Enough of that.  There are different types of cancer. Some people do go through chemo and/or radiation.  Radiation would have replaced the second surgery to clean up margins;  if I had not opted for additional surgery.  Even with the second surgery done, radiation is still a possibility. Just not for now, I am on a watch-and-wait approach currently to see how things progress (if they do).  Which is great news, that I was able to hear before Christmas.  I know a lot from researching about radiation that it would not be needed right now but it was reassuring hearing it from the radiation oncologist himself.. I’m not ready for radiation and do want to go through it because of damage to normal cells. And definitely do want to do it for good measure if it is not necessary.  I go back again in four months to see the radiation oncologist again, and hopefully it will be the same good news then. To wrap up this paragraph, I know people who have gone through so much more. I in no way I am putting what I’ve been through above their own trials.  We all go through different trials in life whether cancer or other hardships.  As each year goes on finding out someone you know dieing from cancer, is a common occurrence when you are connected via support groups. So,  I know they faced such rougher trials and are troopers.

One more thing, I need to say. A cancer diagnosis does change you. All of life around you changes. You realize who are your real friends; who care. It does make it harder for people to talk to you. I am sure because of that barrier between you two. But looking again, and from what I learned this year. There are ways to overcome the diagnosis and not let it slow you down. It will definitely bring a lot of stress on a person, even if they don’t say a word about it. Trust me, it is there. And  returning to work, it all becomes different as well.  Even, with people you interact with on a weekly basis. You learn to do things for yourself. If something makes you happy do it.  Relieving stress is the biggest part of it all.  There are various methods but remember that small thing you do for yourself, is better for your well being in the long run. I know it helps, it doesn’t change the diagnosis. e.g. I did watch a movie with a friend and missed another event  this year, that I felt I should have attended. So, basically I am glad I made that choice.  It was a form of therapy, which helped me just get away from things for two hours.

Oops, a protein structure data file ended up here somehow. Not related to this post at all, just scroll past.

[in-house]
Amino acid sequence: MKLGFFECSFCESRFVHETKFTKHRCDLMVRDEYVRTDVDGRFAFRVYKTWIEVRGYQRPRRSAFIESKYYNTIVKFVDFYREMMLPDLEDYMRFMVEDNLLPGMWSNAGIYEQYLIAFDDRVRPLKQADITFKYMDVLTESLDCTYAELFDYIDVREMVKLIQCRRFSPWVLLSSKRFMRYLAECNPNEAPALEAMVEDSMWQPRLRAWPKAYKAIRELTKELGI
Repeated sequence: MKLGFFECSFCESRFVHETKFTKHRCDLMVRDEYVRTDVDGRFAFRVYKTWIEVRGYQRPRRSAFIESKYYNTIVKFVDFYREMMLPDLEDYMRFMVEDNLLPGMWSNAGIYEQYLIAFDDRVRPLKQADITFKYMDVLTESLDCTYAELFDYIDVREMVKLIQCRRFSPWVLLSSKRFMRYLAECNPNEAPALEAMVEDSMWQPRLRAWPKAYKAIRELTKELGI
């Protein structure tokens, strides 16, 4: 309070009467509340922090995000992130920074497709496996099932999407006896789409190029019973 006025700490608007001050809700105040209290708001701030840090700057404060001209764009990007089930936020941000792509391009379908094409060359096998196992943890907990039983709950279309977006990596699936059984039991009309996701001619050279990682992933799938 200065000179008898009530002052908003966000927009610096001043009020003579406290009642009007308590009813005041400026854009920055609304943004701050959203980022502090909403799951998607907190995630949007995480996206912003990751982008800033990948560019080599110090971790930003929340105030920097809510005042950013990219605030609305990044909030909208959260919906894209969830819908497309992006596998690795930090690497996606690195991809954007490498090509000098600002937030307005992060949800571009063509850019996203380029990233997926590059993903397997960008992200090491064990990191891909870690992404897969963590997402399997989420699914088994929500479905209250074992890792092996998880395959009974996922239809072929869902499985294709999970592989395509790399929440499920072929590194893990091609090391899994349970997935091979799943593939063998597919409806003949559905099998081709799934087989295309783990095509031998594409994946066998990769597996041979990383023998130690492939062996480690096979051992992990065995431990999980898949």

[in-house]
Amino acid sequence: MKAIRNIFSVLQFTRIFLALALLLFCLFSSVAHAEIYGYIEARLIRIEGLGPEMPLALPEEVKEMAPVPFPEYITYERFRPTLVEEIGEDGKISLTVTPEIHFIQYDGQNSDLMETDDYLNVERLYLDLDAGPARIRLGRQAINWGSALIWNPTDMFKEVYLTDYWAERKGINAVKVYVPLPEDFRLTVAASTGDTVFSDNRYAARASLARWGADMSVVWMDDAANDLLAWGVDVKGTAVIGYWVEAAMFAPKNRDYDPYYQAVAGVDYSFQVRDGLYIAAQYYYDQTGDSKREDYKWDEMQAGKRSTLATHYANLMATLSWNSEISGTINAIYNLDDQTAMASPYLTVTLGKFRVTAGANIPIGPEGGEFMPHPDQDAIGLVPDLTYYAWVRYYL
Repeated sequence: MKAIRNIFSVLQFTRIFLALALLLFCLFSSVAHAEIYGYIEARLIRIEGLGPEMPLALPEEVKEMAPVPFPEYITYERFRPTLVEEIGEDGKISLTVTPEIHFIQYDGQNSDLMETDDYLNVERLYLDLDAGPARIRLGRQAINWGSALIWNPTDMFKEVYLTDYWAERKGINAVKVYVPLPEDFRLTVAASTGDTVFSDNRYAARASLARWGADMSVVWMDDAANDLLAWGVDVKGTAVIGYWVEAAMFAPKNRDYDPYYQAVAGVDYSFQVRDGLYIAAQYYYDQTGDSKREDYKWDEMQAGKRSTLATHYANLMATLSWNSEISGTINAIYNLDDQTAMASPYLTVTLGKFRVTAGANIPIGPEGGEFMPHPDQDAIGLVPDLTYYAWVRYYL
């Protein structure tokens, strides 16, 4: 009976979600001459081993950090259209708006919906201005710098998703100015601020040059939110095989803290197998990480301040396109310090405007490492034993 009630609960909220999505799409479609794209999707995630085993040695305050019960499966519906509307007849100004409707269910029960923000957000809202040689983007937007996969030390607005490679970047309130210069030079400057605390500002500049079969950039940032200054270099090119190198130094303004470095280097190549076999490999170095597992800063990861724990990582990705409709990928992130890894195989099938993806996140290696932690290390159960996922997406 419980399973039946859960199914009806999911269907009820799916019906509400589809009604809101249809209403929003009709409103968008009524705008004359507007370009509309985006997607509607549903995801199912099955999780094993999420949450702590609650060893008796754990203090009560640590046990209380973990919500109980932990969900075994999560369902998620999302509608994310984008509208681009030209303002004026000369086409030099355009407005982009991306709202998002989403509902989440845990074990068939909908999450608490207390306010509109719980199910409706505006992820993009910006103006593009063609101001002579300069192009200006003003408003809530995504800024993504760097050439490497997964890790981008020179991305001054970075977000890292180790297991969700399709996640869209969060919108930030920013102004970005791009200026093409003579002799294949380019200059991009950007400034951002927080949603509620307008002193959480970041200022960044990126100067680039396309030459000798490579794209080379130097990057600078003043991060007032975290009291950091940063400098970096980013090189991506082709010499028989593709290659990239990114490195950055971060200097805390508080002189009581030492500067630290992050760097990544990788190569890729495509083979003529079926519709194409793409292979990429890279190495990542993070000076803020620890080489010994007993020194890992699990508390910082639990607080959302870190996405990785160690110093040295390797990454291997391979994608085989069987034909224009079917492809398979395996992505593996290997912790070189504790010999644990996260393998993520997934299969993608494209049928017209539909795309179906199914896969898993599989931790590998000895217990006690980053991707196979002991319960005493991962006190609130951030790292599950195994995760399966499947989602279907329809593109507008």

Now, I do feel a lot better. I am walking normal now. It has taken two months, since the surgery in October to feel the way I do today.  I have goals that I need to make now. I do plan to at least run a 5k this year. I haven’t even attempted to run even a short period. I know I can walk just fine. So, a goal for 2014 is to complete at least one 5k. There is a 5k in March, called Color Me Rad, that I might just prepare and enter.  I won’t let the sarcoma diagnosis slow me down. And with a little less muscle mass in the right leg from the surgery, I won’t let that be an excuse to not participate.  I fully plan to follow this through. I don’t know where 2014 will bring me but 2013 has definitely prepared me more for this year to come. I have some stresses into the beginning of the new year, but hopefully those will work themselves out. I am thankful to God for bringing me through all these years, without his help and guidance I don’t know where I would be today. He is my rock and shield. He will continue to safely bring me through into this new year. And I am thankful for His love.